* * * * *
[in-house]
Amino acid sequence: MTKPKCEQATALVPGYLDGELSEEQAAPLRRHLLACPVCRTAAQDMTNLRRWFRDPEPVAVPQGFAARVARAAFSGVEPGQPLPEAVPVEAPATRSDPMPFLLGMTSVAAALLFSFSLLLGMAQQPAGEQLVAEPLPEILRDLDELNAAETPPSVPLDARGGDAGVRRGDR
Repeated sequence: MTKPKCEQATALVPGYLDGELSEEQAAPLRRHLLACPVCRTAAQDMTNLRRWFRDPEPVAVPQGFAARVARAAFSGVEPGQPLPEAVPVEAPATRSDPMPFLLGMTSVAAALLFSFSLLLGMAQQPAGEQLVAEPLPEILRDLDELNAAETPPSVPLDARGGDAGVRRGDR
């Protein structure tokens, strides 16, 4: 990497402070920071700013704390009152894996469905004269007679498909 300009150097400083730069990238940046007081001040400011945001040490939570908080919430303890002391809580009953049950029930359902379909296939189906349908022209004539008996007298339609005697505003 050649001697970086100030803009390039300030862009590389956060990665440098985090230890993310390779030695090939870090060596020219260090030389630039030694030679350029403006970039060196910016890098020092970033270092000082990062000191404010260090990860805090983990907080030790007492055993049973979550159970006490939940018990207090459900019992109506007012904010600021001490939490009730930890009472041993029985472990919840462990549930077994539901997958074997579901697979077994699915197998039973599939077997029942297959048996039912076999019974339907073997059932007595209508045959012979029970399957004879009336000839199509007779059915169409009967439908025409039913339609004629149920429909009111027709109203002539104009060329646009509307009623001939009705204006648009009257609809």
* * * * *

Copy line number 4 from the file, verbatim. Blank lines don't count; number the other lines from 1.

């Protein structure tokens, strides 16, 4: 990497402070920071700013704390009152894996469905004269007679498909 300009150097400083730069990238940046007081001040400011945001040490939570908080919430303890002391809580009953049950029930359902379909296939189906349908022209004539008996007298339609005697505003 050649001697970086100030803009390039300030862009590389956060990665440098985090230890993310390779030695090939870090060596020219260090030389630039030694030679350029403006970039060196910016890098020092970033270092000082990062000191404010260090990860805090983990907080030790007492055993049973979550159970006490939940018990207090459900019992109506007012904010600021001490939490009730930890009472041993029985472990919840462990549930077994539901997958074997579901697979077994699915197998039973599939077997029942297959048996039912076999019974339907073997059932007595209508045959012979029970399957004879009336000839199509007779059915169409009967439908025409039913339609004629149920429909009111027709109203002539104009060329646009509307009623001939009705204006648009009257609809």